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Staccato Fretless Bass & Body


It was almost exactly a year ago that I first heard whispers about a revolutionary new guitar undergoing development in the rural fastness of deepest Norfolk. Over-heralded 'new technology' guitars aren't uncommon today, and the word 'revolutionary' is bandied around far too often to be taken with much more than a pinch of salt in most cases - but the Staccato did sound genuinely (not to say spectacularly) advanced. An investigation seemed to be called for. I made contact with designer Pat Townshend and his partner Chris Jagger shortly thereafter, and was introduced to what really must be the currently most futuristic guitar system (and you'll soon see why the word 'system' applies) - the Staccato.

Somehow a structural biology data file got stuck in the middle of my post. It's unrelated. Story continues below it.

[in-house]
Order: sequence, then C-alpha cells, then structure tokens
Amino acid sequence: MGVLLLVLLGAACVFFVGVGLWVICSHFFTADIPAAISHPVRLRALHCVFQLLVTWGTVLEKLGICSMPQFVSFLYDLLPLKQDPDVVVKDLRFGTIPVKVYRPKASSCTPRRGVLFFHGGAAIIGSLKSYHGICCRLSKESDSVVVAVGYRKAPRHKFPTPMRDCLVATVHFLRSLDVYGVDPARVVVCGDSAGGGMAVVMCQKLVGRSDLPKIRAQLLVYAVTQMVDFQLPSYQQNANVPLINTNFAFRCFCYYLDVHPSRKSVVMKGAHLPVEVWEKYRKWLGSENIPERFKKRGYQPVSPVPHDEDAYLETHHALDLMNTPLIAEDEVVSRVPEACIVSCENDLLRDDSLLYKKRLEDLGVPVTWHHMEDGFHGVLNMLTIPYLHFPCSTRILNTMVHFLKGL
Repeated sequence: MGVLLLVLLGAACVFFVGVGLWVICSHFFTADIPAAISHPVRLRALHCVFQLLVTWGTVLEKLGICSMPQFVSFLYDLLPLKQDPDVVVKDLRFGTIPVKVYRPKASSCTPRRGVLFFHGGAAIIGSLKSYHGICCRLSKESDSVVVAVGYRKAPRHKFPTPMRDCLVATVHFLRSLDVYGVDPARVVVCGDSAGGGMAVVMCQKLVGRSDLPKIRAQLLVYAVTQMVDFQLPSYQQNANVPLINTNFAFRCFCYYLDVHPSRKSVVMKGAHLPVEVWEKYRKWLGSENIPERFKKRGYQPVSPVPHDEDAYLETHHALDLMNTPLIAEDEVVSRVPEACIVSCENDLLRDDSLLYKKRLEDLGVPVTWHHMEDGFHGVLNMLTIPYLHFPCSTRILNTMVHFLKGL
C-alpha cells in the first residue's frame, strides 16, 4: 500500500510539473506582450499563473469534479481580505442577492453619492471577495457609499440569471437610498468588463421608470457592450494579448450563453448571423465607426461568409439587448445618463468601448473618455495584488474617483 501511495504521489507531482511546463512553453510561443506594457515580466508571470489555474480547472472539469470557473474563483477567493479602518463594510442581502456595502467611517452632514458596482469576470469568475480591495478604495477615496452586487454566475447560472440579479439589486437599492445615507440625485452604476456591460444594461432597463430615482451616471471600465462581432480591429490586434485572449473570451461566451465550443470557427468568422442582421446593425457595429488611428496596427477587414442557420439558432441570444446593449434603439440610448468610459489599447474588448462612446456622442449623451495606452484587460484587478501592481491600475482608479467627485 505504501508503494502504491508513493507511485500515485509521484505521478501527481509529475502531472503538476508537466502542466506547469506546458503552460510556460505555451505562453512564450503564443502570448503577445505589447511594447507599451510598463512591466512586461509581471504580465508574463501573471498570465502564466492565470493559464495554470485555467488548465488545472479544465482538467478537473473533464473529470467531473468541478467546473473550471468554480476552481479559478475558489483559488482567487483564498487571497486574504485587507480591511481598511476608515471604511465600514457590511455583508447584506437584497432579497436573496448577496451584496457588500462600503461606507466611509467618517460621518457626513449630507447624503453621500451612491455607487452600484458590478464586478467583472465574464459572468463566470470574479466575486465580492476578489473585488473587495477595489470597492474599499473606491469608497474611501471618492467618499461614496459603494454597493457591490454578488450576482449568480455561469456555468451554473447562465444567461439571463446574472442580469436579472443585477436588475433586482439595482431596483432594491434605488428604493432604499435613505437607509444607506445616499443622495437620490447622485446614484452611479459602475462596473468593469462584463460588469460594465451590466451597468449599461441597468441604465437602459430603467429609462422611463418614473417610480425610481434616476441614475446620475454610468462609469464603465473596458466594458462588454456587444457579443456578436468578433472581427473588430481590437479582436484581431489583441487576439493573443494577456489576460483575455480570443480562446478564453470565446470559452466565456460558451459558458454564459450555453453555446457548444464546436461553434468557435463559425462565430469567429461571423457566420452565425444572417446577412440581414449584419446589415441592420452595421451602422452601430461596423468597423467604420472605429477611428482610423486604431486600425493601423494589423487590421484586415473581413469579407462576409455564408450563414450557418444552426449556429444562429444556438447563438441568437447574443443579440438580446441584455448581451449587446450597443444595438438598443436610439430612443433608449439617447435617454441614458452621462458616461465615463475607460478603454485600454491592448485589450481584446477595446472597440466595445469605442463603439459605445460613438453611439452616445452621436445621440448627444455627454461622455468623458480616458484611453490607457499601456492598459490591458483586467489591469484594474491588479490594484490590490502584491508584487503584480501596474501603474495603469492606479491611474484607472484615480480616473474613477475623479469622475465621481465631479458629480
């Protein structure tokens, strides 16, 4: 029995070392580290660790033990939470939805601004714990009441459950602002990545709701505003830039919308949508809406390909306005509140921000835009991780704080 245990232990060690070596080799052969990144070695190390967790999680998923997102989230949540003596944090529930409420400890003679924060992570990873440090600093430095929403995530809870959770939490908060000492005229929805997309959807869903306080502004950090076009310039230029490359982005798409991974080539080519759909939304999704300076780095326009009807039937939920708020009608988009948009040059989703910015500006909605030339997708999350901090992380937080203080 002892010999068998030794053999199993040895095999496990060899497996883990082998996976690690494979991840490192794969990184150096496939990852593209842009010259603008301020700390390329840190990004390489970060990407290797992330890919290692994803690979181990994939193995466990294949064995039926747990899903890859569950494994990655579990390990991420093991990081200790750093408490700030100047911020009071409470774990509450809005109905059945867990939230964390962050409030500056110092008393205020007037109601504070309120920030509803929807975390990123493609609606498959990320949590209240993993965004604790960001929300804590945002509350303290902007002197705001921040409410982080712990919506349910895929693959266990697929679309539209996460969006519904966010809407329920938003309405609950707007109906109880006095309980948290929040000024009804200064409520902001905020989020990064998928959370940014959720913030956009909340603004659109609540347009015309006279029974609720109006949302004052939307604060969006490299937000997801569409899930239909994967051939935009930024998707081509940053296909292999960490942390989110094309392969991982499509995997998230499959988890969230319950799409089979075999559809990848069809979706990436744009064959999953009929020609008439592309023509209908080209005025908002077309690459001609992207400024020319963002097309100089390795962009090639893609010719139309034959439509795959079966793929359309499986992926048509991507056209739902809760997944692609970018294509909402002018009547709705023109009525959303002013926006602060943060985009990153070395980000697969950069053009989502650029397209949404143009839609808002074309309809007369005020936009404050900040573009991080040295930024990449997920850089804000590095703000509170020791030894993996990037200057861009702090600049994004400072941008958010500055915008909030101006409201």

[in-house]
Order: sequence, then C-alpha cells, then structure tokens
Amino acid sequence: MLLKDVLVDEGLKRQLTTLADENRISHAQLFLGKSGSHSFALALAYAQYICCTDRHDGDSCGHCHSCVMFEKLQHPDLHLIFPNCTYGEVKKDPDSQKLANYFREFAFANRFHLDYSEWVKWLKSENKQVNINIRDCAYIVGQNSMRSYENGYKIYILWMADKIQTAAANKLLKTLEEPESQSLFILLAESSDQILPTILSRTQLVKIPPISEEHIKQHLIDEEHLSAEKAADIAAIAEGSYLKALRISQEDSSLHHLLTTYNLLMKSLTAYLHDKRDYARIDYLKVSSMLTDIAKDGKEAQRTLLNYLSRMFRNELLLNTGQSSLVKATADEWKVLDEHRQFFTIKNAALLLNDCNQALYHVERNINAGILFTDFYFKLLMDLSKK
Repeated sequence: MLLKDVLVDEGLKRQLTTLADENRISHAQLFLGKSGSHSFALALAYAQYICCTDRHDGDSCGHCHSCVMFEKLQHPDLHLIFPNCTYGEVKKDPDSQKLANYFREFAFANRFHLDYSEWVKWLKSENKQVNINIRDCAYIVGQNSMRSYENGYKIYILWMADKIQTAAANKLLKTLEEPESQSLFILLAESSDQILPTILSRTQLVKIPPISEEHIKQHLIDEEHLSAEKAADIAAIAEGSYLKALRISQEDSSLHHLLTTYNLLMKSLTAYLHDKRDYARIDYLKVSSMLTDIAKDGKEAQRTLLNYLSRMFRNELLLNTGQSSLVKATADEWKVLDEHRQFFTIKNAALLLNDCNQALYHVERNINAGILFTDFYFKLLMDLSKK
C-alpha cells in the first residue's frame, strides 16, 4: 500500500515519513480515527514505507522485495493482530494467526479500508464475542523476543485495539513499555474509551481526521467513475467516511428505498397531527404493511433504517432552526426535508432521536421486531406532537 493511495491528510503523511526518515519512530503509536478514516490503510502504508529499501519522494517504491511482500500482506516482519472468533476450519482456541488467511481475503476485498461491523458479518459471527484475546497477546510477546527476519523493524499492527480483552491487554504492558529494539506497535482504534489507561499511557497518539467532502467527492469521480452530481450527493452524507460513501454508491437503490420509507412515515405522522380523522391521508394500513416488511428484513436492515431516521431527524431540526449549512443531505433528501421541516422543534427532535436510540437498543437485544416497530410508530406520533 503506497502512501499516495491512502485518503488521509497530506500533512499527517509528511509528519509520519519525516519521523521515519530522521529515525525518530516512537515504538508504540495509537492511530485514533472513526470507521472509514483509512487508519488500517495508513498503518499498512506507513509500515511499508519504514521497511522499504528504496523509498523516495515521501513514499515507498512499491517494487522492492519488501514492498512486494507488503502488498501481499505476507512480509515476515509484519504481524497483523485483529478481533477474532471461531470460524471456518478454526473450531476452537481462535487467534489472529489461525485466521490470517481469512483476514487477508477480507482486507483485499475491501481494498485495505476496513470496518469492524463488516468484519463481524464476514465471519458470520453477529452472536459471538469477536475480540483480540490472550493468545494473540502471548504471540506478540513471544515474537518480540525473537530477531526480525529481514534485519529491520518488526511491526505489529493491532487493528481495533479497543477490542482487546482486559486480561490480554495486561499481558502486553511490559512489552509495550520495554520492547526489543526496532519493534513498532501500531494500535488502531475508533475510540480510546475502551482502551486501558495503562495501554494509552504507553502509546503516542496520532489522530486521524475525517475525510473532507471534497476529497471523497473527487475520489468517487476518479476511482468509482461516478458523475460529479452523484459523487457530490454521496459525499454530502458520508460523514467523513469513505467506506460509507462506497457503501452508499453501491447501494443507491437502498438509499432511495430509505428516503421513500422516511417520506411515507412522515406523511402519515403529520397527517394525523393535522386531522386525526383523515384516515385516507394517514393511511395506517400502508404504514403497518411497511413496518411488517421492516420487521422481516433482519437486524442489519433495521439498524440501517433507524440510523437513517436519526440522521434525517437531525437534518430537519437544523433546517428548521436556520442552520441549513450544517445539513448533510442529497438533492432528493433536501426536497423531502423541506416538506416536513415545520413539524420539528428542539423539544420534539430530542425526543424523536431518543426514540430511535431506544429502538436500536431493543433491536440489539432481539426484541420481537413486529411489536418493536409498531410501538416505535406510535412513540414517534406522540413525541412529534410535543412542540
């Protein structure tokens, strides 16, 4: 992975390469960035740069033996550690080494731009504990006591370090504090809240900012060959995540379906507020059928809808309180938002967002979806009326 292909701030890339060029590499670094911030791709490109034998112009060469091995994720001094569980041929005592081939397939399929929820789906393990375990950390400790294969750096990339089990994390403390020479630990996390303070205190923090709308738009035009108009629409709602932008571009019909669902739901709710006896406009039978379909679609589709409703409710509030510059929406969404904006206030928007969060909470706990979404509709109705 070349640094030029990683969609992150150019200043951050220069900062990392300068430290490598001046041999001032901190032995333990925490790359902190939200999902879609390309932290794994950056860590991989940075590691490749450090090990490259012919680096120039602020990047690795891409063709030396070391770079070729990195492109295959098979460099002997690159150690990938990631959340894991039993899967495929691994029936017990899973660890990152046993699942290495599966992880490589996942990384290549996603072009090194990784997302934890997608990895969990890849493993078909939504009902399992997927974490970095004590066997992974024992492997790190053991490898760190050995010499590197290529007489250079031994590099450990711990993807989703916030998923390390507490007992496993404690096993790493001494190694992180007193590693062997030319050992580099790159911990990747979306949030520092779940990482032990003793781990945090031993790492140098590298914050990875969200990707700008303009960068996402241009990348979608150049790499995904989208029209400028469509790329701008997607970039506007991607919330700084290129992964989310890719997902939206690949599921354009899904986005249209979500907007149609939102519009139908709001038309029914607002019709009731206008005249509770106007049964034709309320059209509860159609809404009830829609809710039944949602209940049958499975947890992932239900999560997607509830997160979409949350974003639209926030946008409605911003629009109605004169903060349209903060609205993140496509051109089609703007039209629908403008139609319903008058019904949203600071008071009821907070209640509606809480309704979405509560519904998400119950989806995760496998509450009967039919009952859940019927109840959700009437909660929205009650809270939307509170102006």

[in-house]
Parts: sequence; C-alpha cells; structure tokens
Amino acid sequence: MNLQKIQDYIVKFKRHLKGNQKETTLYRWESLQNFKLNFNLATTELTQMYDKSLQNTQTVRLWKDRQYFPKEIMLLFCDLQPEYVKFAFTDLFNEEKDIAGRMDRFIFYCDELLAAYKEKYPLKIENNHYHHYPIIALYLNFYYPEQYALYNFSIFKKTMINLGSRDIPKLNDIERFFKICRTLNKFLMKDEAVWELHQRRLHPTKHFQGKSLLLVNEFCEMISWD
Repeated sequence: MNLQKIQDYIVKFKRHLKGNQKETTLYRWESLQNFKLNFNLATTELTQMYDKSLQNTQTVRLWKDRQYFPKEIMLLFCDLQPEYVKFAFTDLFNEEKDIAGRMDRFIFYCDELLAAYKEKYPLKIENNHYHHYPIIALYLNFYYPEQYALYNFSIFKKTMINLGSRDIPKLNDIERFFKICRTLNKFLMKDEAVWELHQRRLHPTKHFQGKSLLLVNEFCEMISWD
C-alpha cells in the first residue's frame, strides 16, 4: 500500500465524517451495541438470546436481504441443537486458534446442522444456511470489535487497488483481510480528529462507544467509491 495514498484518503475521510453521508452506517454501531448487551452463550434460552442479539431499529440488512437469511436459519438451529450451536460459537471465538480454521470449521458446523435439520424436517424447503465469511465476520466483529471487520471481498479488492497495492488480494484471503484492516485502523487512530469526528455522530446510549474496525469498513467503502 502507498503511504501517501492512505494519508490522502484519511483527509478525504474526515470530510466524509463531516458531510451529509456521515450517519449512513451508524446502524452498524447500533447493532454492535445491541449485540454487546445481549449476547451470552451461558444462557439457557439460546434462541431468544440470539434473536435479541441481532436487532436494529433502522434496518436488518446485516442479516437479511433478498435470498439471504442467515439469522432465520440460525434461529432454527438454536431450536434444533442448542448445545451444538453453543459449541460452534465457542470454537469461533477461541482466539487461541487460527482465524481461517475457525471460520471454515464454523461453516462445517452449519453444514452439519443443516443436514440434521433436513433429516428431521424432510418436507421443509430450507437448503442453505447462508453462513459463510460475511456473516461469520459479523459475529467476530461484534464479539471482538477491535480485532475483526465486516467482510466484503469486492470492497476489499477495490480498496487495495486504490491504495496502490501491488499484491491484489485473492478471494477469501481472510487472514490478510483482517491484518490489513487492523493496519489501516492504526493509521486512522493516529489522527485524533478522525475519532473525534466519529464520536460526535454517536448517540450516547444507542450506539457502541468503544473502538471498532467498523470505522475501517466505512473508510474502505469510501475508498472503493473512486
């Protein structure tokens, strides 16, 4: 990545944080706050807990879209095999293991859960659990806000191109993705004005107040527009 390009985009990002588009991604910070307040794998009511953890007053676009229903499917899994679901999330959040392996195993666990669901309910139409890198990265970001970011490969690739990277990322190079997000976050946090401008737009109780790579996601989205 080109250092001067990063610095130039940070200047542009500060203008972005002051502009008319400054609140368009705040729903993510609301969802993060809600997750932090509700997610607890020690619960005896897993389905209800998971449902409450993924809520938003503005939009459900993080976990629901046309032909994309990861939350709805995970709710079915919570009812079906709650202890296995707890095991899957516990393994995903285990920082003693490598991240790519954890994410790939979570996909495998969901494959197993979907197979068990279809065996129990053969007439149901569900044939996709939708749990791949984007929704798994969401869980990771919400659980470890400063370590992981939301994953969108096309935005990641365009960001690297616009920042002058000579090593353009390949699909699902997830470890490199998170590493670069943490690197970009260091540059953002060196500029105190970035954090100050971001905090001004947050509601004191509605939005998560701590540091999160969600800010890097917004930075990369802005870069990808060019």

Almost every aspect of the Staccato is the result of a substantial re-thinking by a brilliant young engineering designer called Pat Townshend. Pat's first foray into musical instruments was in the form of the ill-fated Staccato drum system which briefly flowered a few years back, but since then he has been working on the concept of a uniquely interchangeable necked guitar and bass, using his background in lightweight advanced materials engineering which he's previously applied to racing motorcycles. To re-state the Staccato principle, what Pat had developed was a single guitar body, made of advanced lightweight materials, into which you could slot the neck of your choice - giving you basses (fretted and fretless) and either 6 or 12 string guitar, all available by simply replacing one neck with another. The potential for both gigging and session players was enormous. The first Staccato I saw was an enormously impressive early prototype version. It needed work on the pickups and electronics, and Pat was still in the process of finalising his unique stringing and tuning system, but everything else worked - and how! Since then (with the backing of Bill Wyman and Mick Jagger), the Staccato has been steadily evolving until it has reached two crucial points in its history. Available now are fully developed bodies, with the options of both fretted and fretless bass and 6 string and 12 string guitar necks. Everything works, and (assuming you have the money) you can get one. Secondly (and hopefully coming to fruition by September this year), the Staccato team plan to offer a lower cost fixed neck bass model which will keep all the advantages of the materials and design quality developed for the up-market version, and could result in a widely affordable advanced bass - even cost-effective for semi-pro players. As the anticipated fixed-neck bass is still in the pipeline, I've been trying the 'luxury' interchangeably necked model, using one fitted with a fretless neck. When the fixed neck Staccato arrives, fear not - you'll be the first to know!